Somewhere in the midst of all this back rail and spindle work, we also had to start work on our seats. Now we used white pine for the seats. Lovely wide boards, soft, almost buttery. Big thick chunks of the stuff too. Curtis showed me how to use the seat shaping adze without chopping off my toes and we proceeded to get them roughed out. It’s funny how you shape a Windsor seat really. Because you set the seat blank on your bench after doing the outside shape, and you mark out where you’re gonna shape and in the back of the seat you drill two holes. And this makes no sense at all until Curtis explains that these holes are depth holes. Spin that brace and bit I don’t remember 20 times or something and you’ll get a hole that’s about 3/4″ deep. That’s what you want. Two consistent holes that will disappear once you get to depth.

After drilling you took the adze and started hacking away at the pine. When you had done enough damage with that tool, you put your hands on an inshave or scorp. This is basically a curved drawknife. It works well in the hands of a seasoned professional for scooping out a seat. In my hands, it was a chatter machine capable of leaving big dents in the soft pine. Reminders of my wavering attention and technique.

I eventually got the seat rough shaped and then reached for my seat shaping double round wood hand plane. This I know how to use. It’s a Japanese style one made of white oak. It’s a beauty. It gets into that seat bottom and smooths the pine great, either heading down into the valleys or going cross grain near the seat pommel. Then we scraped to clean up the rough spots but seat shaping was mostly a bunch of fun. And comfortable.

Assembly would be the telling phase. Gluing day was the day when it all came together, when a week’s worth of work had to fit together seamlessly. I was up by 5am that morning to finish prepping all my parts. I had to be on a plane by noon that day. No pressure.

Published in: on May 17, 2008 at 9:40 am  Leave a Comment  

It’s Only a Windsor, Part Two or (How am I Supposed to Do That?)

May 13, 2008

If you missed out on Part One of our story, I was visiting Curtis Buchanan at his home shop in Tennessee where he was showing me how to make a Windsor chair. It’s a different model than the one we’ll build this summer at the Studio. But if you’re like me, any time you try something new, all the rules are wrong, all the standards are stupid, and the tools are all Greek. That is until you learn how to use them, learn how to relax a little, and learn how to just be ignorant for awhile until you get taught. It’s a humbling experience and I recommend it to every teacher out there.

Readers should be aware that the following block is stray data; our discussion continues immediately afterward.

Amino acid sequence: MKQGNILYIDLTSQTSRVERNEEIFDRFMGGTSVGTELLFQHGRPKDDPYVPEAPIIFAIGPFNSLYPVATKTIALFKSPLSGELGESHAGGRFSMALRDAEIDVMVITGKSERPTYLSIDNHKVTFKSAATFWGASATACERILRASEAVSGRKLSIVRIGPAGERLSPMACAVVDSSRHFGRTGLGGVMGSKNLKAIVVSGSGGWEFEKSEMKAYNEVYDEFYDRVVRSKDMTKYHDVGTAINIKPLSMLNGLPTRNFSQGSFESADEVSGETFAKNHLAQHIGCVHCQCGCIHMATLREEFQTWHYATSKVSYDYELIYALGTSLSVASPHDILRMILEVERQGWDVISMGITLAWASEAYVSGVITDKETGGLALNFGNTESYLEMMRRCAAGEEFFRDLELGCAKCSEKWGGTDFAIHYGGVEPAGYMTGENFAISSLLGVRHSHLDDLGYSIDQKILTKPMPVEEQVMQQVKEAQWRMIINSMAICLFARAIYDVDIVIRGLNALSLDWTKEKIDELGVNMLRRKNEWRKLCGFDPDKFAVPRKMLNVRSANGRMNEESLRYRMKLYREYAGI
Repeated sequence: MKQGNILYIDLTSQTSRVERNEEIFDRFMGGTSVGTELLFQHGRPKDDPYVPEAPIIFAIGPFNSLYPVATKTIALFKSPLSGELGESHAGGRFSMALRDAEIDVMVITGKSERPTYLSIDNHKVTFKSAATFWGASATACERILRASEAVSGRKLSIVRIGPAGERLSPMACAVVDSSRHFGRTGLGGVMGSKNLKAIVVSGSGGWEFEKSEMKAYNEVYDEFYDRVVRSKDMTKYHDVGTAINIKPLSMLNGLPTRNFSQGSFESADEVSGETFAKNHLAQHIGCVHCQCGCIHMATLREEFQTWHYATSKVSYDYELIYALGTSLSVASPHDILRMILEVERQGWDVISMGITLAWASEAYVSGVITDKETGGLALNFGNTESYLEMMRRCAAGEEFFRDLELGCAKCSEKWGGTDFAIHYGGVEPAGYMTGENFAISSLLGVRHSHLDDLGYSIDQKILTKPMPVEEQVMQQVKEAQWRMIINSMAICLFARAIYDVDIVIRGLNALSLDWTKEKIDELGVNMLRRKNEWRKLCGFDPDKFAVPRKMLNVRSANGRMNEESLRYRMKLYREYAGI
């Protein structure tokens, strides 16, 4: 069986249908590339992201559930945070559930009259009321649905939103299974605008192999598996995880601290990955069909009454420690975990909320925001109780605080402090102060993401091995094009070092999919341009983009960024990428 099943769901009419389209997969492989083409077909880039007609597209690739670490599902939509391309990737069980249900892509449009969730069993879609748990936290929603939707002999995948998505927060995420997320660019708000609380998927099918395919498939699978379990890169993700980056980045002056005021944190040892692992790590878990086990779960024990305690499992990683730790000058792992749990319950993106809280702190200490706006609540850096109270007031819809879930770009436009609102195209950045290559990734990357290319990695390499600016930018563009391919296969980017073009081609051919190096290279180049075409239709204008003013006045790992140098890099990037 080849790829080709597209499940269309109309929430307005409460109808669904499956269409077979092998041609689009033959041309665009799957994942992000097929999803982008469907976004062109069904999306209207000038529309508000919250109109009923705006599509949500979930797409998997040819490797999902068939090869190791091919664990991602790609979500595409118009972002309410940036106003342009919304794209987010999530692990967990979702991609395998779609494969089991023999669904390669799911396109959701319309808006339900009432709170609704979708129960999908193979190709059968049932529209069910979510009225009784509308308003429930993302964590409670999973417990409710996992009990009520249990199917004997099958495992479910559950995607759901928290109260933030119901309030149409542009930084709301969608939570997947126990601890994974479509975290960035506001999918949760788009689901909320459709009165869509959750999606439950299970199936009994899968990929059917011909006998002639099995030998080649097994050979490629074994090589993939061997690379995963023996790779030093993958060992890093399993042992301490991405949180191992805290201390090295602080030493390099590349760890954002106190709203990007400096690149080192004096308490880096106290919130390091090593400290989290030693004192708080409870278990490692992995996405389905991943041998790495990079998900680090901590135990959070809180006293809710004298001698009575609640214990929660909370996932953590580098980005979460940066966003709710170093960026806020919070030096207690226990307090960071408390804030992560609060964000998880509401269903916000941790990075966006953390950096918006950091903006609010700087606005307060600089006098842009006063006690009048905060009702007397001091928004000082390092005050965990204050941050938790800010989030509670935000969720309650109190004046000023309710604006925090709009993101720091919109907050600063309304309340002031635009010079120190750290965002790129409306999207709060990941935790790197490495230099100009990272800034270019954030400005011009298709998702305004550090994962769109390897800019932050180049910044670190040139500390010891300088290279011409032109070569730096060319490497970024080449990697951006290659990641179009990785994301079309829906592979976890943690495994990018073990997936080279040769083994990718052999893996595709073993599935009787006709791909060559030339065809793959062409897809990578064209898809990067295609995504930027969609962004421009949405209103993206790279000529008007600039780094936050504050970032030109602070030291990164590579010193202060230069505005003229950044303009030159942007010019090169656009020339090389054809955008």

Anyways there I was trying to learn Windsor chair making. I felt like a 1 year old learning how to walk and speak in a foreign language and also balance a chisel on my nose all at the same time and Curtis must have felt like Job. First the locusts, then the ten thumbed who didn’t know from draw knives, shave horses or travishers.

Curtis was of course very nice about welcoming me into his world where all the power you needed was supplied by you the worker. The shave horse is the perfect example. It is essentially a long low bench that you sit on clamping the workpiece with a lever that you push with your feet and legs. The dumbhead is the clamping part that comes down onto your stick so you have two hands free to work it. It’s a marvel of simplicity and engineering. I’ve built a couple now for the Studio based on Brian Boggs’ design and every time I use one, I just have to say, “Yep, this works, this really works.”

Now your first day on the shave horse is fine. You feel comfortable. You feel like you could actually get good at what you’re doing. Day two you discover the sitting parts of your anatomy and feel even better about shaving the parts level and true. Day three, you learn about pillows.

I am of course exaggerating. You do get used to sitting and doing your work and the shave horse becomes your friend for the week. So does the draw knife. This tool is scarier than a table saw. It’s a 12″ to 16″ long razor blade with handles on it. It has the look about it that when you’re sitting on the shave horse pulling off these long chunks of wood that you could keep on pulling and slice yourself in two. Fortunately no one is double jointed or dexterous enough to pull off that trick. Your stroke and your shoulders always prevent large bodily injury. The bad nicks from the draw knife come from setting it down with the blade up or reaching for it without looking. Then it’s sharpness comes into focus with a kind of rushed breath as you look to see how much time you’ll spend cleaning up. Fortunately I kept my wits about me for the week and suffered no cuts, but you do have to remain aware around this tool.